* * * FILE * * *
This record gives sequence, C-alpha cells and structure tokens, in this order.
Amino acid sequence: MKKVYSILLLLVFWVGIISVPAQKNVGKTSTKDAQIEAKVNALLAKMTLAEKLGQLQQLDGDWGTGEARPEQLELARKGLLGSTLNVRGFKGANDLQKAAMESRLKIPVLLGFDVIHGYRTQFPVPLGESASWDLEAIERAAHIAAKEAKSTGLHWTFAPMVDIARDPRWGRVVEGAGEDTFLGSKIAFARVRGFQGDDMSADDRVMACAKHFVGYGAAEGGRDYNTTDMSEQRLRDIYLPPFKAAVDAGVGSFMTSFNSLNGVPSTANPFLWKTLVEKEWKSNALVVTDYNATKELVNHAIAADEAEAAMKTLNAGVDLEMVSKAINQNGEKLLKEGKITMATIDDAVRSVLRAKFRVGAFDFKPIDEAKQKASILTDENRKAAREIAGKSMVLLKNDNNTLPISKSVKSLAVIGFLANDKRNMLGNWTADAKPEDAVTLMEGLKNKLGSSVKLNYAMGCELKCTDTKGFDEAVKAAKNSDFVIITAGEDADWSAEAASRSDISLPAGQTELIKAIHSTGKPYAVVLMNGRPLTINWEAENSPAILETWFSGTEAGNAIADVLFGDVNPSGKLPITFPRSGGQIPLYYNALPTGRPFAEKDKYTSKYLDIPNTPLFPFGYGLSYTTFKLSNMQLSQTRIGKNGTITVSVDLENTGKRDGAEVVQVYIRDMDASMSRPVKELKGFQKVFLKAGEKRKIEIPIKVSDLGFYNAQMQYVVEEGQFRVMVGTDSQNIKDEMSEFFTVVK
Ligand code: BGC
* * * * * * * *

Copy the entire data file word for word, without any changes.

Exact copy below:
This record gives sequence, C-alpha cells and structure tokens, in this order.
Amino acid sequence: MKKVYSILLLLVFWVGIISVPAQKNVGKTSTKDAQIEAKVNALLAKMTLAEKLGQLQQLDGDWGTGEARPEQLELARKGLLGSTLNVRGFKGANDLQKAAMESRLKIPVLLGFDVIHGYRTQFPVPLGESASWDLEAIERAAHIAAKEAKSTGLHWTFAPMVDIARDPRWGRVVEGAGEDTFLGSKIAFARVRGFQGDDMSADDRVMACAKHFVGYGAAEGGRDYNTTDMSEQRLRDIYLPPFKAAVDAGVGSFMTSFNSLNGVPSTANPFLWKTLVEKEWKSNALVVTDYNATKELVNHAIAADEAEAAMKTLNAGVDLEMVSKAINQNGEKLLKEGKITMATIDDAVRSVLRAKFRVGAFDFKPIDEAKQKASILTDENRKAAREIAGKSMVLLKNDNNTLPISKSVKSLAVIGFLANDKRNMLGNWTADAKPEDAVTLMEGLKNKLGSSVKLNYAMGCELKCTDTKGFDEAVKAAKNSDFVIITAGEDADWSAEAASRSDISLPAGQTELIKAIHSTGKPYAVVLMNGRPLTINWEAENSPAILETWFSGTEAGNAIADVLFGDVNPSGKLPITFPRSGGQIPLYYNALPTGRPFAEKDKYTSKYLDIPNTPLFPFGYGLSYTTFKLSNMQLSQTRIGKNGTITVSVDLENTGKRDGAEVVQVYIRDMDASMSRPVKELKGFQKVFLKAGEKRKIEIPIKVSDLGFYNAQMQYVVEEGQFRVMVGTDSQNIKDEMSEFFTVVK
Ligand code: BGC